Compared to Samsung’s folding phone and LG’s touchless UI, the Nokia 9 PureView, HMD’s first flagship of 2019, is decidedly simple in its ambitions. It merely wants to take the best possible photos ever recorded by a smartphone.
Actually achieving it, however, isn’t simple at all. The back of the Nokia 9 sports a unique penta-lens array of cameras, plus a sensor and a flash, arranged in a neat hexagonal pattern. Clockwise from top, you get:
12MP monochrome, f/1.8
Time of Flight sensor
12MP monochrome, f/1.8
12MP RGB, f/1.8
12MP monochrome, f/1.8 (center)
So there’s no ultra-wide or telephoto lens on the Nokia 9, and in fact, none of the cameras are particularly revolutionary on their own. But they’re not meant to work alone. When you snap a photo with the Nokia 9, all five cameras spring into action to capture up to 240MP of data. The images are then instantaneously fused together into a single 12MP HDR picture (or a giant RAW one). I expected there to be a second or two of processing time due to five cameras individually adjusting exposure and white balance on the fly, but the shutter on the Nokia 9 snaps just as fast as any other smartphone’s.
The results are pretty stunning. HMD showed off some sample shots that easily could have been taken by a high-end DSLR, with incredible color accuracy and exposure, and enough resolution to zoom in many times without losing crispness. Images are so editable, in fact, that HMD has partnered with Adobe to offer an optimized version of Lightroom that you may choose to install during setup. I tested it briefly, and it looks like it would be fine in an emergency. I can’t imagine many photographers plan to do intensive photo editing on their teeny phone screens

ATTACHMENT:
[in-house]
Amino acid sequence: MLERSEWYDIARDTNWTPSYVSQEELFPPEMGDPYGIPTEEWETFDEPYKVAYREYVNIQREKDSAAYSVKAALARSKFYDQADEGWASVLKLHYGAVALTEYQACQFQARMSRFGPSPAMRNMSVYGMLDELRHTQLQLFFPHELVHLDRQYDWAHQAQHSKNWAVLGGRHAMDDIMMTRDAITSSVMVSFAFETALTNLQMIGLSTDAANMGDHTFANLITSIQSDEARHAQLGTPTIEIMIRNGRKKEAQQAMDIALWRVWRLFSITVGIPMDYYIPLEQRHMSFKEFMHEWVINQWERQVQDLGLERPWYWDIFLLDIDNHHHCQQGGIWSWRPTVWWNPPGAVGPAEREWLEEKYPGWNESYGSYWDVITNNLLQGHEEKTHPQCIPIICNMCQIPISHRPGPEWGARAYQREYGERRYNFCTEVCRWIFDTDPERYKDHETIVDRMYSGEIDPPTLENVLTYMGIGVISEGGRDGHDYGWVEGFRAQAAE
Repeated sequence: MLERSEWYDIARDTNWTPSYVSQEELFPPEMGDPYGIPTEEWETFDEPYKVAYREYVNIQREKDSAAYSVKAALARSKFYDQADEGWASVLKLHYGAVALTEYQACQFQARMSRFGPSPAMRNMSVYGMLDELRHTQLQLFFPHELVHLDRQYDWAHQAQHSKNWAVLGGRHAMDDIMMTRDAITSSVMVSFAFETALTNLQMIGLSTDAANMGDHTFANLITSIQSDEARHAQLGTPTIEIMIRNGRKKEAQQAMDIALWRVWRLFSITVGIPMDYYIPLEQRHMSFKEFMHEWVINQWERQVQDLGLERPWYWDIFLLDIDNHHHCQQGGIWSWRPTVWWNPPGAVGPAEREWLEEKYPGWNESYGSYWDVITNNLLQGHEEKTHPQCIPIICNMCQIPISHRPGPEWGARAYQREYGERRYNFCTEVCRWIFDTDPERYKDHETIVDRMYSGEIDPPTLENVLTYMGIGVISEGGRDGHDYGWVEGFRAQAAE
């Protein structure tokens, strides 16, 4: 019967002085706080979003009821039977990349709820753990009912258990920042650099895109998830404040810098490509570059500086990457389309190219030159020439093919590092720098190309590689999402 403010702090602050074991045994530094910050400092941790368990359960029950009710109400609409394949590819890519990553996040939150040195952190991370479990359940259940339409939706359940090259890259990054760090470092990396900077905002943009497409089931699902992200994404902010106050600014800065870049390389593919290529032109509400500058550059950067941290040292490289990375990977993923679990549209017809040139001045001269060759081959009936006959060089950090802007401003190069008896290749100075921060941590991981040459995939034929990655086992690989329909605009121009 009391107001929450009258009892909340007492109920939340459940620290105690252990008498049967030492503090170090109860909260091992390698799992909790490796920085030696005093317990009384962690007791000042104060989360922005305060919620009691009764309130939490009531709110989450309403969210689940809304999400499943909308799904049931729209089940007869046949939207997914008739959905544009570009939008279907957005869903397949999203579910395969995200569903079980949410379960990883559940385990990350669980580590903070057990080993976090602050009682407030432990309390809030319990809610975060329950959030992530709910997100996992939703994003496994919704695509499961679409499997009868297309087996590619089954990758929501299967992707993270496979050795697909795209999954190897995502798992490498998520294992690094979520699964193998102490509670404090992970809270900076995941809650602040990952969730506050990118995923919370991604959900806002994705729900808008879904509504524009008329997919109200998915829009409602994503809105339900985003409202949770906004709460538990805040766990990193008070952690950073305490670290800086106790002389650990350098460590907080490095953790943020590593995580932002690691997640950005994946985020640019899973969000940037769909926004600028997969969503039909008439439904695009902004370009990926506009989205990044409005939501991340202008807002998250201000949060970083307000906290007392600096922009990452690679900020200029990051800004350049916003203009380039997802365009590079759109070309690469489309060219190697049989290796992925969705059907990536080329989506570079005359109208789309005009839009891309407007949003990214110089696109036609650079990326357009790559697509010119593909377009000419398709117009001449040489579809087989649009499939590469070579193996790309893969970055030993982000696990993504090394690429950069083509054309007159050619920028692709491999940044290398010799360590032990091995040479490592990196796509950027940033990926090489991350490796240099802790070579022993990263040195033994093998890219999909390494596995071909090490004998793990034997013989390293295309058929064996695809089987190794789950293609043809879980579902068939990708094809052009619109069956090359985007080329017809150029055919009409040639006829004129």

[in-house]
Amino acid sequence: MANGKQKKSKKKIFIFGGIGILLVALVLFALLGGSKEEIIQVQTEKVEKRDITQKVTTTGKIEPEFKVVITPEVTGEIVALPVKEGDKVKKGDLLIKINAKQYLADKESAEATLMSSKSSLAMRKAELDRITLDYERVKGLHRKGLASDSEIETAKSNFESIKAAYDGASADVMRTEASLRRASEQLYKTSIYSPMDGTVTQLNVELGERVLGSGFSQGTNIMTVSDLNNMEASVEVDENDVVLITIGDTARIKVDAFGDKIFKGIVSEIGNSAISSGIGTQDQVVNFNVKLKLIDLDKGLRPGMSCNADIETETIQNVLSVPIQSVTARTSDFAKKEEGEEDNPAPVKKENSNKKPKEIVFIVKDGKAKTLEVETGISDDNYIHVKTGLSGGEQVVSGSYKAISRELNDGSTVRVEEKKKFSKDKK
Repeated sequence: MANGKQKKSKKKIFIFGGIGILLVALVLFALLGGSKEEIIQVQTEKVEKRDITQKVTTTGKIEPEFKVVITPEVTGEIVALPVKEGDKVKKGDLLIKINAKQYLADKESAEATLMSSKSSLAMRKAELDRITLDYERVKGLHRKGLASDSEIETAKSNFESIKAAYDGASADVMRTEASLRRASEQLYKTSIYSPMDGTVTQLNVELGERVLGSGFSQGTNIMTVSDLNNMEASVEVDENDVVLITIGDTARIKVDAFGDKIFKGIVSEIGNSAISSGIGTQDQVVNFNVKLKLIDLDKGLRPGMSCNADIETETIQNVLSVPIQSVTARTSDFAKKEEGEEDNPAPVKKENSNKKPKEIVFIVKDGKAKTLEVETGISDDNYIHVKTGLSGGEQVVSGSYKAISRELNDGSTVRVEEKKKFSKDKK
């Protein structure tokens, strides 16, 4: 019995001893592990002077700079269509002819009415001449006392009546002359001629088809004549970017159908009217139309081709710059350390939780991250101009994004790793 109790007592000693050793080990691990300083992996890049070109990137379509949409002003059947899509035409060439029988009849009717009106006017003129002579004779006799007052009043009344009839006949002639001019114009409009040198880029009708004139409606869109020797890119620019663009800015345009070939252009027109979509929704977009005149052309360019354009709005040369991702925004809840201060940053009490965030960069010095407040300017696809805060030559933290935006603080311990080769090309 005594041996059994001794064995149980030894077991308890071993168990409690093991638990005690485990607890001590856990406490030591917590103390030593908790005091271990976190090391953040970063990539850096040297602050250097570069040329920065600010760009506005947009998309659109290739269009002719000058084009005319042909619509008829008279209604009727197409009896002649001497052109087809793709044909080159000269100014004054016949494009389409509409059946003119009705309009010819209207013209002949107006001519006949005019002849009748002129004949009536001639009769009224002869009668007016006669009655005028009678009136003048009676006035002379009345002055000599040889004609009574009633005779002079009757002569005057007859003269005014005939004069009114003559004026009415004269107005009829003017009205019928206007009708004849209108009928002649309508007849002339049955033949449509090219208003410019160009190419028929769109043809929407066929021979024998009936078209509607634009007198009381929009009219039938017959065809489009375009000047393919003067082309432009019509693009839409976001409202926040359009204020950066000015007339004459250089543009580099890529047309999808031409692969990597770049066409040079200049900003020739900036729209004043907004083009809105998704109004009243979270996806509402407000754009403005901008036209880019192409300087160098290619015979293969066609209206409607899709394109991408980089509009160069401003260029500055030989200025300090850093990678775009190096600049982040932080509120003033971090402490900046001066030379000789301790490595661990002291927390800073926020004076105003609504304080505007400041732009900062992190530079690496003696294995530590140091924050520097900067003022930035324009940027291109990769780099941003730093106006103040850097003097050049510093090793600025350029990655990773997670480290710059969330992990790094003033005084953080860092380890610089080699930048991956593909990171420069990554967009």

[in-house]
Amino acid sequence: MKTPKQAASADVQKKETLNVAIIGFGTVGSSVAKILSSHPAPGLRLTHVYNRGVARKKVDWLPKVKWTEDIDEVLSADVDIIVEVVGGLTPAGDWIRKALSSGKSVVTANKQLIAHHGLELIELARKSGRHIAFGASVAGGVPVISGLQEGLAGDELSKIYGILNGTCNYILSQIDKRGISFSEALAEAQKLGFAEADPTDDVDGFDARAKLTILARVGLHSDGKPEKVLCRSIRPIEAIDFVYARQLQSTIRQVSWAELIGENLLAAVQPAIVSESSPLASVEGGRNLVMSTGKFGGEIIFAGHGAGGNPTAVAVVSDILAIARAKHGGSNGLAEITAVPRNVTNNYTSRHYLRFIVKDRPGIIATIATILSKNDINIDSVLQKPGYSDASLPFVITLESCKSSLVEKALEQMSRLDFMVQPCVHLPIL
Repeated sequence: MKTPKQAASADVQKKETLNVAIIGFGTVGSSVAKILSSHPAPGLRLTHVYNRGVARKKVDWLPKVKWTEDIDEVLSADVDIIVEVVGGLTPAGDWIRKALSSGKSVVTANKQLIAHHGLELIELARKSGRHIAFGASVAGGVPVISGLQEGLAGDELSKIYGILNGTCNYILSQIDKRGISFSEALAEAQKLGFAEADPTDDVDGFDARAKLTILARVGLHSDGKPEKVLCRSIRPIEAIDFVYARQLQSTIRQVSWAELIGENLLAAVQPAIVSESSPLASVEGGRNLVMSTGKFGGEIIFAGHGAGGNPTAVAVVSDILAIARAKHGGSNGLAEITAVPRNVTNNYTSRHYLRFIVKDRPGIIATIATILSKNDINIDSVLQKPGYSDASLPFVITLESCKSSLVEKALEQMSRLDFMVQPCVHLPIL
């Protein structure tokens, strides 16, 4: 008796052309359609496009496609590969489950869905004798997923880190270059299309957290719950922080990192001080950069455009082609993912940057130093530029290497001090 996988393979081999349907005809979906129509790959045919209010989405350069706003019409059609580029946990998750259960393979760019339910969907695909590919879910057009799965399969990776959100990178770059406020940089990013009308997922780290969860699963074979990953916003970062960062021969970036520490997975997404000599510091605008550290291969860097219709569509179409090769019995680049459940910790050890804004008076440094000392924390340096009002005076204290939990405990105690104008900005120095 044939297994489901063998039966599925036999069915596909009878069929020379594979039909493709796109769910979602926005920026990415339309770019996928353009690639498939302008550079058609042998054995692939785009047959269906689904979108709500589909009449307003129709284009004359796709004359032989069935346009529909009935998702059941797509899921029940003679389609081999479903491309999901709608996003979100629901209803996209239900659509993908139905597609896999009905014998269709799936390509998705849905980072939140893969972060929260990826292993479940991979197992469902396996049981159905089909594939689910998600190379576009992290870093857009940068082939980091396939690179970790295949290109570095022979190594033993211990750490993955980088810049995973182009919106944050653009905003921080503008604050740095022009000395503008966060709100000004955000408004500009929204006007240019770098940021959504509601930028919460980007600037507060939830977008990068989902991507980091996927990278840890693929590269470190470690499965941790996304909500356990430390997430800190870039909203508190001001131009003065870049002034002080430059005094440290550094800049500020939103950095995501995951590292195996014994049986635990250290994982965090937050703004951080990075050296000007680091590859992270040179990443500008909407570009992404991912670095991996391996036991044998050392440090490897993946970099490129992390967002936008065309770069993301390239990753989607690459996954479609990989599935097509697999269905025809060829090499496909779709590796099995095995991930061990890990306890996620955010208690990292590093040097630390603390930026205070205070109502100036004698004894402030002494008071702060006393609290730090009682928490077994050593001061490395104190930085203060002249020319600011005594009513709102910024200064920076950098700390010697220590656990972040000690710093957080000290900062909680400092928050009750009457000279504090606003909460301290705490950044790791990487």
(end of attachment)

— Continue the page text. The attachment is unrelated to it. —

I could even see the difference on the quick shots I took on my own. Colors were bright and incredibly accurate. Even on a snowy day through a window, I captured an impressive cityscape with details that went unnoticed in the same pic taken with my Galaxy S9.
The extra depth is due to the Nokia 9’s time-of-flight camera, which gives the phone the ability to capture 1,200 layers of depth when shooting portraits. That means your bokeh shots have realistic blur without the usual computational issues. For example, wisps of hair stay sharply in focus, and background images retain their proper distance and aren’t muddied into a single blur.
A little mid, a little high
Aside from the artistic camera array, the Nokia 9 feels more like a mix of premium and mid-range. The bluish metallic finish on the back of the case also extends to the front, giving it a unique personality amongst the sea of black-clad competitor phones. The camera array is the only element on the back, as the fingerprint sensor now resides under the display.
The 6-inch OLED HDR10 display is somewhat reminiscent of the Google Pixel 3’s, with rounded corners, no notch, and very visible bezels all around. At 8mm, it’s just thick enough to ensure none of the cameras need a bump, which helps the system blend seamlessly into the enclosure.
HMD didn’t show off any cases for the Nokia 9, however, and I have to wonder how they will work. Will there be a giant cutout for the whole array, or six individual circles for the cameras and flash? I asked but Nokia didn’t say, and my guess is either solution will be less than ideal.
While the cameras might get all of the attention on the Nokia 9, the heavy lifting is done by the Snapdragon 845 processor. Qualcomm says no other phone uses as much of the chip as the Nokia 9 does, most notably the full Spectra 280 Image Signal Processor. The optimizations are also evident when you’re not shooting photos, thanks to Android One Pie edition.
Like the rest of Nokia’s lineup, the Nokia 9 runs a near-stock version of Android on its 6GB of RAM, 128GB of storage, and 3,320mAh battery. Those specs are plenty for Android One. The only main visual difference between what you get on the Pixel and what you get on the Nokia 9 is the camera app, which has several features not found in Google’s camera, including an excellent manual mode.
It seems like every smartphone these days boasts its camera is the best, but the Nokia 9 just might be able to justify it, even without a gimmick. Nokia says the phone will be available on a limited basis in the U.S. If you can get your hands on one it’ll cost less than $700, or about $140 per camera, whichever way you want to look at it.
Michael Simon has been covering Apple since the iPod was the iWalk. His obsession with technology goes back to his first PC—the IBM Thinkpad with the lift-up keyboard for swapping out the drive. He's still waiting for that to come back in style tbh.